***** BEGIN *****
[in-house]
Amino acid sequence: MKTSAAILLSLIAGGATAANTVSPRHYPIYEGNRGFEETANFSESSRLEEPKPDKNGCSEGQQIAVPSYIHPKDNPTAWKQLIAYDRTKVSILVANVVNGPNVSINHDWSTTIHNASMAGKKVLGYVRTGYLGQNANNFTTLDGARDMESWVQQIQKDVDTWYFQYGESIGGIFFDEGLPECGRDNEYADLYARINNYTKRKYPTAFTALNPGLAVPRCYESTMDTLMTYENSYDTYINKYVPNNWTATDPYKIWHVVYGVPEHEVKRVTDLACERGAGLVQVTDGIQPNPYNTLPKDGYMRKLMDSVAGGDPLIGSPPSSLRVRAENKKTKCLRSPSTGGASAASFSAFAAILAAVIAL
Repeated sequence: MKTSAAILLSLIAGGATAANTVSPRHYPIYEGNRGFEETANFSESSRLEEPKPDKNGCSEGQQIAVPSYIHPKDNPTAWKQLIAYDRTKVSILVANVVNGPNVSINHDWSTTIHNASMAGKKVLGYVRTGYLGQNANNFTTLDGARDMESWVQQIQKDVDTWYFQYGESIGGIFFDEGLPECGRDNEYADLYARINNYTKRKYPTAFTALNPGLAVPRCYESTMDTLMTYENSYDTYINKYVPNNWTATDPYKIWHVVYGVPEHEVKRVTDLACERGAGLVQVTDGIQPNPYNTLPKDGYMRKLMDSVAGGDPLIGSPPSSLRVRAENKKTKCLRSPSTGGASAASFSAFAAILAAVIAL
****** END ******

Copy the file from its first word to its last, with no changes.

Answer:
[in-house]
Amino acid sequence: MKTSAAILLSLIAGGATAANTVSPRHYPIYEGNRGFEETANFSESSRLEEPKPDKNGCSEGQQIAVPSYIHPKDNPTAWKQLIAYDRTKVSILVANVVNGPNVSINHDWSTTIHNASMAGKKVLGYVRTGYLGQNANNFTTLDGARDMESWVQQIQKDVDTWYFQYGESIGGIFFDEGLPECGRDNEYADLYARINNYTKRKYPTAFTALNPGLAVPRCYESTMDTLMTYENSYDTYINKYVPNNWTATDPYKIWHVVYGVPEHEVKRVTDLACERGAGLVQVTDGIQPNPYNTLPKDGYMRKLMDSVAGGDPLIGSPPSSLRVRAENKKTKCLRSPSTGGASAASFSAFAAILAAVIAL
Repeated sequence: MKTSAAILLSLIAGGATAANTVSPRHYPIYEGNRGFEETANFSESSRLEEPKPDKNGCSEGQQIAVPSYIHPKDNPTAWKQLIAYDRTKVSILVANVVNGPNVSINHDWSTTIHNASMAGKKVLGYVRTGYLGQNANNFTTLDGARDMESWVQQIQKDVDTWYFQYGESIGGIFFDEGLPECGRDNEYADLYARINNYTKRKYPTAFTALNPGLAVPRCYESTMDTLMTYENSYDTYINKYVPNNWTATDPYKIWHVVYGVPEHEVKRVTDLACERGAGLVQVTDGIQPNPYNTLPKDGYMRKLMDSVAGGDPLIGSPPSSLRVRAENKKTKCLRSPSTGGASAASFSAFAAILAAVIAL